Acta Palaeontologica Polonica

Origin and significance of Late Cretaceous bioevents: Examples from the Cenomanian

Markus Wilmsen

Acta Palaeontologica Polonica 57 (4), 2012: 759-771 doi:

Palaeontological events, documented by widespread beds or thin intervals of strata with either unusual (“exotic”) or acmes of common faunal elements are a characteristic feature of Upper Cretaceous epicontinental shelf sediments in NW Europe. Their importance in stratigraphic calibration has early been recognized and these “bioevents” are widely used as correlation tools. Furthermore, it appears that there is a genetic link between sequence and event stratigraphy as most of the “classic” bioevents developed during specific intervals of a 3rd−order depositional sequence. Early transgressive bioevents (ETBs) are subdivided into two subtypes, i.e., the lag and migration subtype. The lag subtype corresponds to the transgressive surface and develops in response to winnowing and relative enrichment of robust biogenic hardparts. Taphonomic alteration and time−averaging are important features. The migration subtype is related to the disappearance of physical or ecological barriers that triggered faunal migrations. Despite their onlapping character,most ETBs are quasi−isochronous, and their preservation potential is usually high. Thus, they are very useful stratigraphicmarkers.Maximum flooding bioevents (MFBs) represent autochthonous biogenic concentrations with relatively low shell densities. They are related to habitat stability and ecospace expansion, and develop by population blooms of taxa well adapted to the special maximum flooding conditions of thewide epicontinental shelf ofNWEurope (e.g., low food availability). CenomanianMFBs ofNWEurope are not time−averaged and may comprise stratigraphically more expanded intervals with gradational lower and upper boundaries. Their often wide palaeogeographic extent associated with very high chances of preservation results in an excellent inter−basinal correlation potential. Late highstand bioevents (LHBs) are local to regional shell  concentrations deposited as a result of increasing winnowing of fines and reworking by storms, currents and waves during late highstands. LHBs usually consist of paucior even monospecific skeletal concentrations with a high degree of fragmentation. Simple shell beds related to a single (storm) event, and composite (multiple−event) shell beds are recognized. LHBs share some features of ETBs, but lack of time−averaging, are laterally restricted and have low preservation potential. Thus, their importance in interbasinal correlation is poor. The time scales of Cenomanian bioevents range through several orders ofmagnitude (hours–days in LHB storm event concentrations to ~100 kyr in MFBs). In terms of position within sequences, the three bioevent types correspond to shell concentrations recognized in Mesozoic–Cenozoic formations around the world. Shell beds with similar positions within cycles as well as comparable sedimentologic and taphonomic characteristics have also been described from high−frequency sequences and parasequences, suggesting that the formational processes of shell beds operate in base−level controlled sedimentary cycles of different hierarchies (i.e., 3rd−up to 7th−order).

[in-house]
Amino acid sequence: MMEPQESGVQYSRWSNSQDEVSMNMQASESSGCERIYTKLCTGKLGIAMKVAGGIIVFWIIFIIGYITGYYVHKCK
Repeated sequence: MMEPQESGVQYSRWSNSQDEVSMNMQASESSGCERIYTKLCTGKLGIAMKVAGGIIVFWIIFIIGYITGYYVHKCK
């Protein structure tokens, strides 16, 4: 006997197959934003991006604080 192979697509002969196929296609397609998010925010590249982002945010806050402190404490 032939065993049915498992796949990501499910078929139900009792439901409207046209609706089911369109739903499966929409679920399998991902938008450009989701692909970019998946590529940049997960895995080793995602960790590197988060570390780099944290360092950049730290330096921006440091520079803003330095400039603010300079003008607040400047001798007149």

Key words: Palaeontological events, correlation, sequence stratigraphy, Cretaceous, Europe.

Markus Wilmsen [], Senckenberg Naturhistorische Sammlungen Dresden, Museum für Mineralogie und Geologie, Sektion Paläozoologie, Königsbrücker Landstr. 159, D – 01109 Dresden, Germany.

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